Since you have 10-3 wire in place already (but you need 4 conductors, ground, neutral, each phase) you could put a mini panel in the garage fed from the 30A breaker. Then run a couple if 15A branch circuits to outlets in garage. If the table saw trips the breaker at least it is nearby. I am assuming attached garage, as detached has different ground needs. Be sure you understand what neutral ground bonding at the remote panel needs to be.
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Old 07-09-2013, 09:06 AM   #20
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Proper receptacle for circuit?


Quote:
Originally Posted by scottl31

I'm glad I asked about this. It wasn't that I was trying to get away with something and using it because it was there. I had just thought 30A was typical and better suited to a garage because of the many types of things that get plugged in there.

So again, does using a 30A circuit in this way create a fire danger or other unsafe condition? If so, then what is the proper use of a 30A circuit?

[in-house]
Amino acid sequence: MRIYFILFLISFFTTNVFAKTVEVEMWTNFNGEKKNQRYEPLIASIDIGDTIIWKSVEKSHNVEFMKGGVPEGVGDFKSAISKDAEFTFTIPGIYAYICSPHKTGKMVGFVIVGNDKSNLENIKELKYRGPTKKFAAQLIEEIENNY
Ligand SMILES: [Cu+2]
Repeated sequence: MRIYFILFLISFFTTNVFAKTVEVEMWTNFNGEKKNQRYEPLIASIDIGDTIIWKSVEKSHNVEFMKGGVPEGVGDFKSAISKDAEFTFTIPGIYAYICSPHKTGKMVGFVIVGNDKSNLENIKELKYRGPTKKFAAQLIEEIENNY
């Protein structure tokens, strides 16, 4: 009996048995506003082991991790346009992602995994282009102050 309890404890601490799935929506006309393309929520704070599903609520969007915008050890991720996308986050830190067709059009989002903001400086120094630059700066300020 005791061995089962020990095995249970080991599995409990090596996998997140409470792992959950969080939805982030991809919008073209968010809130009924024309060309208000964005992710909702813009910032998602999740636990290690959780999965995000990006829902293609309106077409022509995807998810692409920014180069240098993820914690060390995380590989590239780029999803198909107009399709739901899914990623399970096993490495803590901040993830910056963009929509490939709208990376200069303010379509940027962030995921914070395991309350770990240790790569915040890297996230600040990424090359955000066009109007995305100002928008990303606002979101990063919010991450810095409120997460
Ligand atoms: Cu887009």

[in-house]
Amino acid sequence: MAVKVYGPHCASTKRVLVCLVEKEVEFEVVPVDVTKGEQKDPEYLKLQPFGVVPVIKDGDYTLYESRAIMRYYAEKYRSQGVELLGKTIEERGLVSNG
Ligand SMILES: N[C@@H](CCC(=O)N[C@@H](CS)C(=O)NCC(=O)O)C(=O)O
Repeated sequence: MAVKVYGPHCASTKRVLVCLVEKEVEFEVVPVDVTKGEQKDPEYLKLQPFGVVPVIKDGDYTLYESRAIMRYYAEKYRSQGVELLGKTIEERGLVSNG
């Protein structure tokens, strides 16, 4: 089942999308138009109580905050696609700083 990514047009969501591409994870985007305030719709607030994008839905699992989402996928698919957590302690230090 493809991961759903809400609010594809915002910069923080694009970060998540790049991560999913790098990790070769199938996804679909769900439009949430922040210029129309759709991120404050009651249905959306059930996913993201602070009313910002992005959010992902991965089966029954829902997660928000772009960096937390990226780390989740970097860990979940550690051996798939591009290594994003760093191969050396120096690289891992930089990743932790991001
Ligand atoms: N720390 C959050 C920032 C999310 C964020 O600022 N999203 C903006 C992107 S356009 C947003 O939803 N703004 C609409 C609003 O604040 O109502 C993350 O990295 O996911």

Yes, it could create a dangerous condition, because general purpose 15/20 amp receptacles are not designed to handle 30 amps.

I don't think there are very many single pole 30 amp devices anymore. (Someone correct me if I'm wrong). I know some direct-wire well pumps use(d) single pole 30 amp breakers. Most 30 amp devices are double pole 240 volt, and have a special 240 volt NEMA plug, like some air conditioners and clothes dryers.
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Old 07-09-2013, 12:44 PM   #21
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Proper receptacle for circuit?


Wow, I'm glad I came here before deciding to do this. I guess I made the right choice in removing the old 10/3 that was feeding 30A to those four 15A receptacles in the utility room. But now I have even more questions if you guys don't mind bearing with me.

1. The two breakers going to that wall were the 4-switch ones with the two middle ones 30A tied together with independent 20A ones on each side. My original idea (as mentioned above) was to use one of these 30A for the garage and the other for the heater, since that is one of the only remaining runs of 57 year old wire in the house. Should I keep the heater on 20A and remove these 4-switch breakers?

2. The old wire in the wall in question was coming from a large junction box that I think actually used to be a fuse box. The wire from the main panel to that box is 2 runs of new 10/3 that was feeding the old wire I removed. My question here is, can I use that existing 10/3 on a 20A breaker in the main panel and run 12/2 (or 12/3) from the junction box to the garage wall? Or do I have to rip out all that 10/3 and run 12/2 all the way?